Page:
Claims the California Legislature is transparent are bogus Claims the California Legislature is transparent are bogus

“Transparency in government is paramount,” said Assemblywoman Gail Pellerin, D-Santa Cruz, proving that hypocrisy in government is clearly the rule in California. As chair of the Committee on Elections and Redistricting, Pellerin praised “transparency” as she voted to kill a bill that would have banned non-disclosure agreements (NDAs) from the bill-making process.

The bill, Assembly Bill 2654, was in response to a report by KCRA’s Ashley Zavala, who broke the news that special interest groups had signed NDAs when secretly negotiating bills that set wages, working hours, and other working conditions at fast food restaurants last year.

Pellerin claimed that her opposition to the NDA bill wasn’t based on substance, but rather the limited time legislators had to review it. The bill had been in her committee for just three days and in print for only seven.

“This rushed process, which necessitated an expedited hearing by this committee, prevented this bill from receiving the level of scrutiny and analysis that bills normally receive before being heard,” she said. “It has also restricted the public’s ability to review and analyze this bill and to provide public comment.”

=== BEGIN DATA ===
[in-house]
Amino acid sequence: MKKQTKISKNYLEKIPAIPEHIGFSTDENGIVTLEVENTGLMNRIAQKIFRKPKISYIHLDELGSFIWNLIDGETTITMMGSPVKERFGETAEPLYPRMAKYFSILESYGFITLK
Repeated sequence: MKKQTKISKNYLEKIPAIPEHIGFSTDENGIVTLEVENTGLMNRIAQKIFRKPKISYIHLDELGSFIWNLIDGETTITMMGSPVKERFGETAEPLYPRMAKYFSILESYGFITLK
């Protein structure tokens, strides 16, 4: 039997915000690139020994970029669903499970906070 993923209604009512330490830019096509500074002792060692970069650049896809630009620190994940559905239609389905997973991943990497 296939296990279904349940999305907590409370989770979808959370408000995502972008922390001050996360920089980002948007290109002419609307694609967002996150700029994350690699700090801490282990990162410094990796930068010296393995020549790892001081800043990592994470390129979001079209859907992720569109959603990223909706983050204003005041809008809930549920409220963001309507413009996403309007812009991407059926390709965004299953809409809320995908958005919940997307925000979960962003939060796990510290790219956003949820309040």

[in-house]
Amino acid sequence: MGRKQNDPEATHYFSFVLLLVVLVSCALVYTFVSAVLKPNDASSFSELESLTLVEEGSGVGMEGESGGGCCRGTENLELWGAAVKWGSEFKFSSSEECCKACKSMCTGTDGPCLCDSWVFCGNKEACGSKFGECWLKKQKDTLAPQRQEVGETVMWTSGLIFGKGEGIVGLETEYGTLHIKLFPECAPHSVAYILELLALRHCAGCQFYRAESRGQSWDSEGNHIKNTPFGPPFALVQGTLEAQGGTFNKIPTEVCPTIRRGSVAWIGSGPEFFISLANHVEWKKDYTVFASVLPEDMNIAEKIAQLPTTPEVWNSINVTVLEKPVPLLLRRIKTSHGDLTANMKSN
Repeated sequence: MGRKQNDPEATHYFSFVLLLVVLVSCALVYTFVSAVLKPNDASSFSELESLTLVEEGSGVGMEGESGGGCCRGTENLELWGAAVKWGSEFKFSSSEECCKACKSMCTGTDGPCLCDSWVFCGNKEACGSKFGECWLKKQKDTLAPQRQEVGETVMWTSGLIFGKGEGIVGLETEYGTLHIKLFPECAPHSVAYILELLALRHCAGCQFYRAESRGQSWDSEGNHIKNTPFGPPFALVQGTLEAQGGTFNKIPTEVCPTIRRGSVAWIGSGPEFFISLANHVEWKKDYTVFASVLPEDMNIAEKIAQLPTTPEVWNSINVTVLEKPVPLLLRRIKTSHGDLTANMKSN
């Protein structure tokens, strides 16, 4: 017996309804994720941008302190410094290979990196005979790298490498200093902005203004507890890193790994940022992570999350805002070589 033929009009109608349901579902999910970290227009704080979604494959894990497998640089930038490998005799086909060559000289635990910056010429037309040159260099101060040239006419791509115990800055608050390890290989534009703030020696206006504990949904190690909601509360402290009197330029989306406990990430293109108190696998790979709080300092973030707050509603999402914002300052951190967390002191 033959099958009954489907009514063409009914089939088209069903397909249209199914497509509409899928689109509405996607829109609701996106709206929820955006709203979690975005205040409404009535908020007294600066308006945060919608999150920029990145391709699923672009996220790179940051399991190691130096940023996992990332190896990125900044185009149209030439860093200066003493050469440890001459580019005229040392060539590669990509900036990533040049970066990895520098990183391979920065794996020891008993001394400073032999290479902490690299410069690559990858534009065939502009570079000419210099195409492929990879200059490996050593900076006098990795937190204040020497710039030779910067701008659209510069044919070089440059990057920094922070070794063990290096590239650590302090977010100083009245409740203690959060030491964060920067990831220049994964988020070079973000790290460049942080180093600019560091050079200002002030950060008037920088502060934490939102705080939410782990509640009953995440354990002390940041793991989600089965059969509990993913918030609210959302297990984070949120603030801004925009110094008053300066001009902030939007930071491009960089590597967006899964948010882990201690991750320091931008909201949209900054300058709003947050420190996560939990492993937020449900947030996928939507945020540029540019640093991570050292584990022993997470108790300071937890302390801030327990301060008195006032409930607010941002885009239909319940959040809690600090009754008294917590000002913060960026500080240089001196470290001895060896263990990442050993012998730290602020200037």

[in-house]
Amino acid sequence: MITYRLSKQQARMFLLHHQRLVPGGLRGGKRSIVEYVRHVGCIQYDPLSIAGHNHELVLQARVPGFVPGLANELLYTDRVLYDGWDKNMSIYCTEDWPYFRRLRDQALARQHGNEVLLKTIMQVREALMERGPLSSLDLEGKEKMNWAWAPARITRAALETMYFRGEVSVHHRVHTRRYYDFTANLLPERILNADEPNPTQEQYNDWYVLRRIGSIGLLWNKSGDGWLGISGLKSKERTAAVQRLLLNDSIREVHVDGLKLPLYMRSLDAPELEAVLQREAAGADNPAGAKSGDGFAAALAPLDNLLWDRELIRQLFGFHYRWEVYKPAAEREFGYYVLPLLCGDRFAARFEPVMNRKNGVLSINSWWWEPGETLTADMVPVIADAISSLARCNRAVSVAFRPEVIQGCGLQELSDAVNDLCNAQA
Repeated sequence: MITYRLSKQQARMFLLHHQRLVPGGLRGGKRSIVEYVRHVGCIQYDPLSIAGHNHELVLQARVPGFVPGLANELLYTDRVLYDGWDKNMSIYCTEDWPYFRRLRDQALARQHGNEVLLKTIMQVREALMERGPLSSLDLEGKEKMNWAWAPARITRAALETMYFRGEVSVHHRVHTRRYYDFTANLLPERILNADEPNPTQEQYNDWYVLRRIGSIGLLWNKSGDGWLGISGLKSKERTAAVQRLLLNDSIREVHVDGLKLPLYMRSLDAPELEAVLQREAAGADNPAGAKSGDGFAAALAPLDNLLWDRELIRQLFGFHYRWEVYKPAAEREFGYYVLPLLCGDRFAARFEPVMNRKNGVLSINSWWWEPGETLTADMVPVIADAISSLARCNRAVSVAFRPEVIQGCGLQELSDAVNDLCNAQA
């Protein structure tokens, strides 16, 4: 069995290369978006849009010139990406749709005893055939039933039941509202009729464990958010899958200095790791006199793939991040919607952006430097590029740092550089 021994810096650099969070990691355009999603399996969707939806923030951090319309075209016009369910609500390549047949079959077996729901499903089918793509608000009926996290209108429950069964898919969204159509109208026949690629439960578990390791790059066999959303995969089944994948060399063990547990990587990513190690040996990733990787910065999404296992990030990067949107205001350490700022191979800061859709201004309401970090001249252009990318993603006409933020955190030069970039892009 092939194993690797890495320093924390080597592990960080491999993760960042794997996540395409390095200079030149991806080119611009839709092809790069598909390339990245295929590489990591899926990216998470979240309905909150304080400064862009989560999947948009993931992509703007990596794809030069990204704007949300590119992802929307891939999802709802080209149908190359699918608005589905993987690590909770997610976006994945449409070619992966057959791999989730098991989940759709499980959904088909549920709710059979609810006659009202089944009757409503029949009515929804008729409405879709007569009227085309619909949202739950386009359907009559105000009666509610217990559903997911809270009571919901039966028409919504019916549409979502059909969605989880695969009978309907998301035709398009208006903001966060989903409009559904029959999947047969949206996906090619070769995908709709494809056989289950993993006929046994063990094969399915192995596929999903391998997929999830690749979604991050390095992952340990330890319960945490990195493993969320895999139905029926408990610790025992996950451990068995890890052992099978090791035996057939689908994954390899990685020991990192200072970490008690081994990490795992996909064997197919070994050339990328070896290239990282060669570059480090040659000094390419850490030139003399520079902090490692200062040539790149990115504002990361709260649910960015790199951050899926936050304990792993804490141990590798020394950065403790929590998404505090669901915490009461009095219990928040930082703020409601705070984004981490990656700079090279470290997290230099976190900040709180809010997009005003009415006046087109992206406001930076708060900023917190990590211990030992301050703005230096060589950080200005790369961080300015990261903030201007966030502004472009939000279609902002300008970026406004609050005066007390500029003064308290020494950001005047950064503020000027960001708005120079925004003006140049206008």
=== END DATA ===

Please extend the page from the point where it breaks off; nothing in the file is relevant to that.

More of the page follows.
We’d agree with the assemblywoman – if it weren’t all for show. The Democratic supermajority doesn’t care about the process, transparency or scrutiny when they want something passed – especially when they don’t want you looking at it too closely. Look no further than the state budget, arguably the most important piece of legislation in any given year, which had its first committee hearing last week.

Last Wednesday afternoon, Assembly Speaker Robert Rivas and Senate Pro Tem Mike McGuire announced that the two legislative houses had agreed on a budget proposal. Less than 24 hours later, on Thursday morning, the Assembly Budget Committee took up the budget package.

What about the analysis that bills normally receive before being heard? Well, the Department of Finance and the Legislative Analyst Office testified that they had not had time to review the plan.

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Jon Coupal is president of the Howard Jarvis Taxpayers Association.


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